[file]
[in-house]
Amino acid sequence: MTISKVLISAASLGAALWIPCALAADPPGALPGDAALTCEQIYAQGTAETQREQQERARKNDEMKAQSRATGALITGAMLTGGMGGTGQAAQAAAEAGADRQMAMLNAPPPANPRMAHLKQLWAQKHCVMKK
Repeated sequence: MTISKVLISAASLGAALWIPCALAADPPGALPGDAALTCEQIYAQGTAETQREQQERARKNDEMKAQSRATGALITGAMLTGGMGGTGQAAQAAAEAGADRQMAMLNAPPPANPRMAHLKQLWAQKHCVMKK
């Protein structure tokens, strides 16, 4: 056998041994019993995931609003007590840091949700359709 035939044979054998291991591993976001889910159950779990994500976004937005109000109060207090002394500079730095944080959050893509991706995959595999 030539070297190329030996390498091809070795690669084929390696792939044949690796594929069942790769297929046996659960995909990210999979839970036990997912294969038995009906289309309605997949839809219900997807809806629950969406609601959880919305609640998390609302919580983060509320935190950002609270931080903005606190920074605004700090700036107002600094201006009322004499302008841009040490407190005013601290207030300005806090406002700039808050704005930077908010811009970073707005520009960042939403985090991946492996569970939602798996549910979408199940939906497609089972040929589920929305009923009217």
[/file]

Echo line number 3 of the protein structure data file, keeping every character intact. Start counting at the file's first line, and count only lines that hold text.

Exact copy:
Repeated sequence: MTISKVLISAASLGAALWIPCALAADPPGALPGDAALTCEQIYAQGTAETQREQQERARKNDEMKAQSRATGALITGAMLTGGMGGTGQAAQAAAEAGADRQMAMLNAPPPANPRMAHLKQLWAQKHCVMKK